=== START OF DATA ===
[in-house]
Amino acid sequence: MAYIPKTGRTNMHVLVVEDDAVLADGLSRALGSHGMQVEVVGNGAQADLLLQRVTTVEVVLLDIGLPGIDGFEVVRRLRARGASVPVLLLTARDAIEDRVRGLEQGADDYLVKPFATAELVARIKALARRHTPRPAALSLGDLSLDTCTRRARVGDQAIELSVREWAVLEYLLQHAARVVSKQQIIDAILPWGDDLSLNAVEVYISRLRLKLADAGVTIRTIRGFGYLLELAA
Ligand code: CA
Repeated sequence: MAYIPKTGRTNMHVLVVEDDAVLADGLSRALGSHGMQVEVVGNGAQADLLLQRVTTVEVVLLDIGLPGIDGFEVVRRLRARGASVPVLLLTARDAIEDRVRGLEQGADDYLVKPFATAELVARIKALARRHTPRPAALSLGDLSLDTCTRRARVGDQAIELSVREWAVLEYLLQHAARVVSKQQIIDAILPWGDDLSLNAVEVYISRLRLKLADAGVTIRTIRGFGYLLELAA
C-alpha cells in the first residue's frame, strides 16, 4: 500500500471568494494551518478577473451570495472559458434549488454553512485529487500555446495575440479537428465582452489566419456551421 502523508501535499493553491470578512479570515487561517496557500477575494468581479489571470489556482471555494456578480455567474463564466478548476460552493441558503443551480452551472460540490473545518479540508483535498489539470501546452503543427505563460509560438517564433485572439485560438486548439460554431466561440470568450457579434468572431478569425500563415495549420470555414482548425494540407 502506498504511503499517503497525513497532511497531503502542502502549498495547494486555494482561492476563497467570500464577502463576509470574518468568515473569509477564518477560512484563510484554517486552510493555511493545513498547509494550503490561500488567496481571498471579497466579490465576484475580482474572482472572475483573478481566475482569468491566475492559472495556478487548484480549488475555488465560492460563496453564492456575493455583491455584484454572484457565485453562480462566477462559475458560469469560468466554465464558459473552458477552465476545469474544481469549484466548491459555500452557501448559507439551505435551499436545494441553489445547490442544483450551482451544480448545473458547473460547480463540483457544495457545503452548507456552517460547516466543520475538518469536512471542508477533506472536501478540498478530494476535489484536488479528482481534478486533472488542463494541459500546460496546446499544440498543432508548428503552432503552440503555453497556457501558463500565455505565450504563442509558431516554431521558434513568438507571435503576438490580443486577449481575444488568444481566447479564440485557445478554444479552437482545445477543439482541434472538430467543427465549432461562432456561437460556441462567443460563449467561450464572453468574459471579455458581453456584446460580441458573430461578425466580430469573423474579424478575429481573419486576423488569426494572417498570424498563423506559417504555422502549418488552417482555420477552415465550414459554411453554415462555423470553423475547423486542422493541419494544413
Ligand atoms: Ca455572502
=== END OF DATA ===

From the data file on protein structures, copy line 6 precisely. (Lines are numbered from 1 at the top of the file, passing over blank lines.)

Ligand atoms: Ca455572502